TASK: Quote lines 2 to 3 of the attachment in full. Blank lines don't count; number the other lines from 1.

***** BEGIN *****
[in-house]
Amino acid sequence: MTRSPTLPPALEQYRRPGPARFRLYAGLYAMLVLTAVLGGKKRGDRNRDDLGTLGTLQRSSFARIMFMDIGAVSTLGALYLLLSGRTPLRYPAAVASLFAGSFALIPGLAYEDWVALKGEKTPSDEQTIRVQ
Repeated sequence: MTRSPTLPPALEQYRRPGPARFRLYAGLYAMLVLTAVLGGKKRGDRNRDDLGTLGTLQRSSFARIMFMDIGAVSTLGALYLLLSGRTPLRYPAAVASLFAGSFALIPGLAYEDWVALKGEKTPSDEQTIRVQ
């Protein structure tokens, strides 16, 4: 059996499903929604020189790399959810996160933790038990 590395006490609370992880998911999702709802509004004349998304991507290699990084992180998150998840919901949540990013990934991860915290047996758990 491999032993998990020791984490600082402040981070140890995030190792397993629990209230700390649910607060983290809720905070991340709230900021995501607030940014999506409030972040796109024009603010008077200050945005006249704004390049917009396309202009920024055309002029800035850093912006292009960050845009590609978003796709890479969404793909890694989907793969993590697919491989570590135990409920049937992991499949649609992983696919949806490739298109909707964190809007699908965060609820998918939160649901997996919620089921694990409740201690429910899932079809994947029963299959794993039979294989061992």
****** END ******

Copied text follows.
Amino acid sequence: MTRSPTLPPALEQYRRPGPARFRLYAGLYAMLVLTAVLGGKKRGDRNRDDLGTLGTLQRSSFARIMFMDIGAVSTLGALYLLLSGRTPLRYPAAVASLFAGSFALIPGLAYEDWVALKGEKTPSDEQTIRVQ
Repeated sequence: MTRSPTLPPALEQYRRPGPARFRLYAGLYAMLVLTAVLGGKKRGDRNRDDLGTLGTLQRSSFARIMFMDIGAVSTLGALYLLLSGRTPLRYPAAVASLFAGSFALIPGLAYEDWVALKGEKTPSDEQTIRVQ